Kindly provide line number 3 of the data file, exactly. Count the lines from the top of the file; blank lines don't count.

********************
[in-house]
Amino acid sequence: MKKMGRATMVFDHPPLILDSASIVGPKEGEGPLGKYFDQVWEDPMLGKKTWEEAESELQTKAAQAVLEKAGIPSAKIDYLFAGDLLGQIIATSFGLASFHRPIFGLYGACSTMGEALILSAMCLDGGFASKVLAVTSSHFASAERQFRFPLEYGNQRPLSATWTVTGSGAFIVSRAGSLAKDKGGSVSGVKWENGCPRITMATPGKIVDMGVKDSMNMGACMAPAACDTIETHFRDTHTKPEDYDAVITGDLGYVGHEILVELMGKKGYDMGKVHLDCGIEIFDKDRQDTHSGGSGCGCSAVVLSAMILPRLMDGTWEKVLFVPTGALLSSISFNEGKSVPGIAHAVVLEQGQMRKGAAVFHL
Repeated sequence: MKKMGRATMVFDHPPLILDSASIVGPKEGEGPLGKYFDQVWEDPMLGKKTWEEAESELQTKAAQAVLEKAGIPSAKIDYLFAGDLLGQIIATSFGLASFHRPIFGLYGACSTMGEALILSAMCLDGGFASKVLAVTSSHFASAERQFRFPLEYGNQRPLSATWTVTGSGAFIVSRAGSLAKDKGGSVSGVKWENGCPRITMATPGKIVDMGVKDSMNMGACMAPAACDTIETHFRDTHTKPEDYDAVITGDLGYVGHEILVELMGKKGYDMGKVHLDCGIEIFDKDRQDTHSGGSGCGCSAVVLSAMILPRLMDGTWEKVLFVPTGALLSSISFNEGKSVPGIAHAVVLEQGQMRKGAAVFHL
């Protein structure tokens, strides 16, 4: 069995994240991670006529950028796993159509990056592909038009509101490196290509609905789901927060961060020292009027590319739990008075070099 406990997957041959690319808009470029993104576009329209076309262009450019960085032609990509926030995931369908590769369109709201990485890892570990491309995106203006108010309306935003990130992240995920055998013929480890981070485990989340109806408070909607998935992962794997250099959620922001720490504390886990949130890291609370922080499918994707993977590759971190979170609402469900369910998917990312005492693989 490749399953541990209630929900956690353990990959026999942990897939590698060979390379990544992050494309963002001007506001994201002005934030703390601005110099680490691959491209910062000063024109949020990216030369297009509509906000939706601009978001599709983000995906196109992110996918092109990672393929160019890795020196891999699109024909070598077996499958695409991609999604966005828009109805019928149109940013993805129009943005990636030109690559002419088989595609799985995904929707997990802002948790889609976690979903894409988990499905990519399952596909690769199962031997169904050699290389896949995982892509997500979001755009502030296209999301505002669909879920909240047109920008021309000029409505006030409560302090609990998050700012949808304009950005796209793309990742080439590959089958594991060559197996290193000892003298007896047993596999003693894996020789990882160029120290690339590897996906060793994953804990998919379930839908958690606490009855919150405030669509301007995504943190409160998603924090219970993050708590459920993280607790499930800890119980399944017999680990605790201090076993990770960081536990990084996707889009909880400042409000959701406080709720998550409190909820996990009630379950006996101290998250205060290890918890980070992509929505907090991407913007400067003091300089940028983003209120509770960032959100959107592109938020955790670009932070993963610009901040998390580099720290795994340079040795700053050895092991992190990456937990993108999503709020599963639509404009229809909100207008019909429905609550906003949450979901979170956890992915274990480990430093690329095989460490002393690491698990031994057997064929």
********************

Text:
Repeated sequence: MKKMGRATMVFDHPPLILDSASIVGPKEGEGPLGKYFDQVWEDPMLGKKTWEEAESELQTKAAQAVLEKAGIPSAKIDYLFAGDLLGQIIATSFGLASFHRPIFGLYGACSTMGEALILSAMCLDGGFASKVLAVTSSHFASAERQFRFPLEYGNQRPLSATWTVTGSGAFIVSRAGSLAKDKGGSVSGVKWENGCPRITMATPGKIVDMGVKDSMNMGACMAPAACDTIETHFRDTHTKPEDYDAVITGDLGYVGHEILVELMGKKGYDMGKVHLDCGIEIFDKDRQDTHSGGSGCGCSAVVLSAMILPRLMDGTWEKVLFVPTGALLSSISFNEGKSVPGIAHAVVLEQGQMRKGAAVFHL